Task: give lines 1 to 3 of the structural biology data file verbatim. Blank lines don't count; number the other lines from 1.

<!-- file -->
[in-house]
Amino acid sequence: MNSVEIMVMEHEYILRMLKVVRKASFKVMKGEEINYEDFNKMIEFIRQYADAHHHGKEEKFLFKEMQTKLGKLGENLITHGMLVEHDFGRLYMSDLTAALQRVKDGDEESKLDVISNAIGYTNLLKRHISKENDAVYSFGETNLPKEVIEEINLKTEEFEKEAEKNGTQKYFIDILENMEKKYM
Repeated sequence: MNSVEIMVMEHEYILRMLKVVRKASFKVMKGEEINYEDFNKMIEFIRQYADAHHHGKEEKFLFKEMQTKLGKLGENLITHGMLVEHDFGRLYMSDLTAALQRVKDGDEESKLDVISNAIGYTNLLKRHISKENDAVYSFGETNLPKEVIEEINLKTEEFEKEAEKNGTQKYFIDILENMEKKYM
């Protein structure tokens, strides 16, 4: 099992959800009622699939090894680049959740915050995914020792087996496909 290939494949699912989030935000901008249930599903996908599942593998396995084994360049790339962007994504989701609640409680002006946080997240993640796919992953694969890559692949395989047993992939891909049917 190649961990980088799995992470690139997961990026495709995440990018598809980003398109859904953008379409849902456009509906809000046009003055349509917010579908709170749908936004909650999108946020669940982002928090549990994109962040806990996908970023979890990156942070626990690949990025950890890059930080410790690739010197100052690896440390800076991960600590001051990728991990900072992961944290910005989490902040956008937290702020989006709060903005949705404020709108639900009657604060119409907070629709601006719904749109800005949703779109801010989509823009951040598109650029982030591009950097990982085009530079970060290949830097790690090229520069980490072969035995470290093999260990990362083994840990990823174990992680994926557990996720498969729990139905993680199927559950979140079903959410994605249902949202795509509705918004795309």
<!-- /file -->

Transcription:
[in-house]
Amino acid sequence: MNSVEIMVMEHEYILRMLKVVRKASFKVMKGEEINYEDFNKMIEFIRQYADAHHHGKEEKFLFKEMQTKLGKLGENLITHGMLVEHDFGRLYMSDLTAALQRVKDGDEESKLDVISNAIGYTNLLKRHISKENDAVYSFGETNLPKEVIEEINLKTEEFEKEAEKNGTQKYFIDILENMEKKYM
Repeated sequence: MNSVEIMVMEHEYILRMLKVVRKASFKVMKGEEINYEDFNKMIEFIRQYADAHHHGKEEKFLFKEMQTKLGKLGENLITHGMLVEHDFGRLYMSDLTAALQRVKDGDEESKLDVISNAIGYTNLLKRHISKENDAVYSFGETNLPKEVIEEINLKTEEFEKEAEKNGTQKYFIDILENMEKKYM